Face Forward and Watch Your Back

For the foreseeable future, the need for security products and services will continue to increase. However, new industry expansion is not likely to mirror the expansion of past years. Security needs drive the industry's growth, but four critical factors...

Security consultants also need to be more IT savvy regarding the kinds of systems integration the products they specify will be involved in. In most cases the software that "glues" the various applications together (middleware) will be provided by IT. The requirements and design for the middleware will include the security system integration. Not only must the security consultant be able to discuss the security system's role in the overall integration, he must specify a system that is up to the task.

The Big Danger: Ignoring the Customer
The previous article in this series (ST&D August 2004, "Playing Catch Up: Convergence With IT and Building Controls") discussed the need for interoperability between systems and pointed to the building controls industry as an example of customers driving change. In retrospect, we see that both customers and companies would have benefited from a more timely industry response. The article suggested that the security industry take a lesson from the building controls industry and actively pursue interoperability without having to be dragged into it by the customer base.

There is danger in looking to the history of building controls industry for guidance. It took 10 years to develop the BACNet specification, and it will be years more before BACNet contains the needed support for security systems, and again more before companies adopt it.

The danger is this: Unlike the HVAC and lighting control portions of the building controls industry, the security industry cannot safely drag its feet for years. The building controls industry did not have outsiders waiting in the wings that could simply come in and take the business away from its integrators. The security industry does. The IT industry has the technology, the people, and the money to pull it off.

Encroachments have already taken place, as we've seen, with IP-based video systems, and similarly with Web-based visitor management and identity management systems. Some security industry companies responded by adopting the related IT standards and interfacing with the IT systems. Most did not respond at all.

The Threat of Microsoft
Implementing an identity management system is no small task. So to help make the introduction, Microsoft offers a six-month evaluation version of Microsoft Identity Integration Server 2003, which is downloadable from the Microsoft Web site. Microsoft Server 2003 includes a free implementation of a Public Key Infrastructure system suitable for small businesses. PKI is a component required for smart-card-based access control to information systems. Both Windows 2000 Server and Windows Server 2003 support smart cards for Windows logon.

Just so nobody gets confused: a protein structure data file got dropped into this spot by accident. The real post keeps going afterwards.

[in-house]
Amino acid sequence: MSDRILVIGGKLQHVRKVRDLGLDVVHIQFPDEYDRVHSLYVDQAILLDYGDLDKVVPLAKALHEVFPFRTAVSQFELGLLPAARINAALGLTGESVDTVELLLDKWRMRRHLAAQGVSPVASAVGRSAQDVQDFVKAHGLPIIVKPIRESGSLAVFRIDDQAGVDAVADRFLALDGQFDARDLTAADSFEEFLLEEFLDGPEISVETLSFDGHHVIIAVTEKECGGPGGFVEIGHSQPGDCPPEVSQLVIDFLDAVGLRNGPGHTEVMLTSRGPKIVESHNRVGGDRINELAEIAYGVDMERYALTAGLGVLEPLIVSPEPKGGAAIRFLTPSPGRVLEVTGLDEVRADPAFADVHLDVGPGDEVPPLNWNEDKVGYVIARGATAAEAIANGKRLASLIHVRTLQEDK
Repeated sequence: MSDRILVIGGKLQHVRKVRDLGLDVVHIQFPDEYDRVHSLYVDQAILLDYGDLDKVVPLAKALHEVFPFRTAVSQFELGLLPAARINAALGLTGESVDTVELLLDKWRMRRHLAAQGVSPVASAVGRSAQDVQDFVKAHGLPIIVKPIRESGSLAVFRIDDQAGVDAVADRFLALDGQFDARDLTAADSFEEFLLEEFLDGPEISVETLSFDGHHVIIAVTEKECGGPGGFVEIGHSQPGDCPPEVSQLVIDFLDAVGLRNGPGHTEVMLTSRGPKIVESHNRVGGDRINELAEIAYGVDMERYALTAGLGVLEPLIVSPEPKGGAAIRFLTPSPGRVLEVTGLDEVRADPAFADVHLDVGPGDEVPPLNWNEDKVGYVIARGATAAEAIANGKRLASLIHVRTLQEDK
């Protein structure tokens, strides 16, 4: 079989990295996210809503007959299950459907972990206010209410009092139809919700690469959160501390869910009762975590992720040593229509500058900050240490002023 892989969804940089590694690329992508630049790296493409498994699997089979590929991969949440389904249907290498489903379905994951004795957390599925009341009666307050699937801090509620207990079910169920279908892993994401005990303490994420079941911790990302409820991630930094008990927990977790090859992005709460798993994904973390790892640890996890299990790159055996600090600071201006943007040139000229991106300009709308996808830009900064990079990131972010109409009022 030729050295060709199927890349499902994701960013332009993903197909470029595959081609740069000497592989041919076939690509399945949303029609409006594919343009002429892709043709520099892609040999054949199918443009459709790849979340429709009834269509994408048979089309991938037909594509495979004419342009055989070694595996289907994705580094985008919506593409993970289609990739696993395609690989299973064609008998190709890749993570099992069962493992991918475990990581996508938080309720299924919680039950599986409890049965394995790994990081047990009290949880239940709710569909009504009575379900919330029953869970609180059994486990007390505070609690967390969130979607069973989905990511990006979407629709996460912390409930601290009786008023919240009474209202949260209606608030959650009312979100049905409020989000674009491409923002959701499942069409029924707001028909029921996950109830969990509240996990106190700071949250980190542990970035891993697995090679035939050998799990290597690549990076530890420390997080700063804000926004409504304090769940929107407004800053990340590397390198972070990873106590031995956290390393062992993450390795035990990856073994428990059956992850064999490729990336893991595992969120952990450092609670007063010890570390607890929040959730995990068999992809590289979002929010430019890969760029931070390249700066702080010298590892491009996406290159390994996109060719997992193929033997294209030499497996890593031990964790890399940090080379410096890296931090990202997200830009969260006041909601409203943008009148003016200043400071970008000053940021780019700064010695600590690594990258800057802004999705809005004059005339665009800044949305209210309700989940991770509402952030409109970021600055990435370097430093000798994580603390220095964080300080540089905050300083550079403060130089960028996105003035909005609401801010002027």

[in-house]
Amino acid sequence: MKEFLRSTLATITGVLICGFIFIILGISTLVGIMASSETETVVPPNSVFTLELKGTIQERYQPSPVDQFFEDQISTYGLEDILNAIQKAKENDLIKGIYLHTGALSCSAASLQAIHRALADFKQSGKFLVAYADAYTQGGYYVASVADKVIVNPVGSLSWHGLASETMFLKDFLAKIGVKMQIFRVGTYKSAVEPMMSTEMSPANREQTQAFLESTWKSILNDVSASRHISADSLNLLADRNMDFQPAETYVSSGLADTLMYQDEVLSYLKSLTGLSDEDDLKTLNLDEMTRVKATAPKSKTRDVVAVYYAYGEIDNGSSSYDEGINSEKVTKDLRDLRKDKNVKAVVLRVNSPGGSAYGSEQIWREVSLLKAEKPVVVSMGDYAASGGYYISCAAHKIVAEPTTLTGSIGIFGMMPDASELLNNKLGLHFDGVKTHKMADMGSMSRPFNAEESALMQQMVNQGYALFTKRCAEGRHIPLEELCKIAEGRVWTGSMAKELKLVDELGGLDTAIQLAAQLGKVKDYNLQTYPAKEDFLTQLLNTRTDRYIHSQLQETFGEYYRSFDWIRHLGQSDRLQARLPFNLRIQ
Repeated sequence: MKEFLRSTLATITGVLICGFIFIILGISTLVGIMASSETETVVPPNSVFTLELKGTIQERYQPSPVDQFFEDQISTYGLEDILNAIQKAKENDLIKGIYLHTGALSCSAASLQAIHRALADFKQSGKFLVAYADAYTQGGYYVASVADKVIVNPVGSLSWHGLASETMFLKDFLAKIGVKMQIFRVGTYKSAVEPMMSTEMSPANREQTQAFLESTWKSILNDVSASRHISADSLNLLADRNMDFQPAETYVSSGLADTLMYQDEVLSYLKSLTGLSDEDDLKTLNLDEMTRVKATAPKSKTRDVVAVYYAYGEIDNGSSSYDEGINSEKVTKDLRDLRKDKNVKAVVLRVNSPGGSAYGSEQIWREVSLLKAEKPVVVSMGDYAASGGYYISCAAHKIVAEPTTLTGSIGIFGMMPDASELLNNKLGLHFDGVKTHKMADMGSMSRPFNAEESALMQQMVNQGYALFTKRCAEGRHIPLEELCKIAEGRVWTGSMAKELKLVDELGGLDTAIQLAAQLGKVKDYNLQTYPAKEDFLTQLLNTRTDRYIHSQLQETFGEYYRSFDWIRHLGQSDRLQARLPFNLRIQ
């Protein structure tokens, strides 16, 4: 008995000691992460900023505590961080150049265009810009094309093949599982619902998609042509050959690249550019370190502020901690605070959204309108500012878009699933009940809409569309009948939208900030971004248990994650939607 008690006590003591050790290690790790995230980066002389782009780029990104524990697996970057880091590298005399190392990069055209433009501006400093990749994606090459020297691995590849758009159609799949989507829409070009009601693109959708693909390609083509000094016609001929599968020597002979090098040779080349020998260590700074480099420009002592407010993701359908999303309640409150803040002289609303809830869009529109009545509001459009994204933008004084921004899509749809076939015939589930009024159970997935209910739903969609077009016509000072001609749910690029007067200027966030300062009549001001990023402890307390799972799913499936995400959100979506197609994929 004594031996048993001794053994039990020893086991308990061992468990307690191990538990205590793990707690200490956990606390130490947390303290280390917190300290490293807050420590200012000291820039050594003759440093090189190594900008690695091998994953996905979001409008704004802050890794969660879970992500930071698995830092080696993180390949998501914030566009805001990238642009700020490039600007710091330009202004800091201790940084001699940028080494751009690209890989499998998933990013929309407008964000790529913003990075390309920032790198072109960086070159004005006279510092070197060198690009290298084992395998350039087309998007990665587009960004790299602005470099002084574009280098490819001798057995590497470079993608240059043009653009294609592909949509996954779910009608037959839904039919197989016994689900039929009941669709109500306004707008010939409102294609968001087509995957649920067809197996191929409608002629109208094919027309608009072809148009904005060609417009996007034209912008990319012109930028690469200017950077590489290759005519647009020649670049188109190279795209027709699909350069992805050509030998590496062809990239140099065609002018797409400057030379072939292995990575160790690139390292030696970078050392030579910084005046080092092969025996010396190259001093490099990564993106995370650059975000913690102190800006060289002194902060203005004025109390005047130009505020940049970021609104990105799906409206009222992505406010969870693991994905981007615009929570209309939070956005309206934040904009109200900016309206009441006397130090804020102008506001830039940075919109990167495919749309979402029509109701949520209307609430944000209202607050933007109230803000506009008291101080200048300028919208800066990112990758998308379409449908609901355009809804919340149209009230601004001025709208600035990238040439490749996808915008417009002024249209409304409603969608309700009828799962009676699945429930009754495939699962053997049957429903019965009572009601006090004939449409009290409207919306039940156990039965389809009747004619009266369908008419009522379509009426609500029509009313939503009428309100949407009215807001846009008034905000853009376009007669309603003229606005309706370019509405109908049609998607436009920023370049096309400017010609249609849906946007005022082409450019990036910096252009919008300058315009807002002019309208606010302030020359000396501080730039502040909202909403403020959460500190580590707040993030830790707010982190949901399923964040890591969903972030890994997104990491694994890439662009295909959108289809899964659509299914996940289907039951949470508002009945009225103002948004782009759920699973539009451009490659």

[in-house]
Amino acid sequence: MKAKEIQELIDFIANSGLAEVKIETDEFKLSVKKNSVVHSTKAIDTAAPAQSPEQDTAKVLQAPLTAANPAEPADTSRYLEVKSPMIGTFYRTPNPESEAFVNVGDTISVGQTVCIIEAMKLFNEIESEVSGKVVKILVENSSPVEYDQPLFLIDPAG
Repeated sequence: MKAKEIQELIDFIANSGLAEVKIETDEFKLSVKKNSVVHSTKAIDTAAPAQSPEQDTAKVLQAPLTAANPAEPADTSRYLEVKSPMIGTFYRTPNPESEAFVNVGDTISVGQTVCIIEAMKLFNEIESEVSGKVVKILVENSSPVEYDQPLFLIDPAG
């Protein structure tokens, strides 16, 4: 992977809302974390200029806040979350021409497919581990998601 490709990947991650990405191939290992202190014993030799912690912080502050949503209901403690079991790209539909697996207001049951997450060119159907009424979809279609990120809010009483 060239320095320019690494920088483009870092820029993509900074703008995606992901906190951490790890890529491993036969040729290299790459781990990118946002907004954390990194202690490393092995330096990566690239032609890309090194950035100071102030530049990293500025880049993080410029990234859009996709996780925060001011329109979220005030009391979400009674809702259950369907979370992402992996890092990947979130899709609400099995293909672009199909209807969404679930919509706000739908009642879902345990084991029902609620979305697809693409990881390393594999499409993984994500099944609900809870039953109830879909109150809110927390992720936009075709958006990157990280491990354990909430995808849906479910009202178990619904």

What if Microsoft took a liking to networked video? Would we see a six-month trial version of Microsoft Video Management Server 2005? If that happened, you could expect to see the Microsoft development Web site offer a video server development kit, so that anyone could interface to the software.

Part of the threat of Microsoft is that it creates systems that are standardized to allow other groups to use the same technology. This would signal the end of popular proprietary technology and the beginning of a drop in system prices.

Culture Change
IT has thrived on open standards and interoperability. Security industry manufacturers fear open standards and interoperability. They would much prefer things to remain unchanged. But the IT door has already been opened, and it cannot be closed.

Cisco reports that the chief lessons learned from the transition to digital CCTV pertain to making the best use of Cisco IT resources. "Physical security and IT security are converging," said Chatterton, "and the two groups need to work more closely than before. When we managed the servers ourselves, a hardware or software problem was a serious issue for the department. Now we just generate a case and IT uses their technical resources and expertise to resolve the issue. We had to shift our culture to let IT do the work and run through its own processes."

Like Cisco, many end users are experiencing corporate culture change due to convergence. Unless there is a corresponding culture change within security industry companies, the end-user change will amount to a shift away from traditional security companies to IT services companies.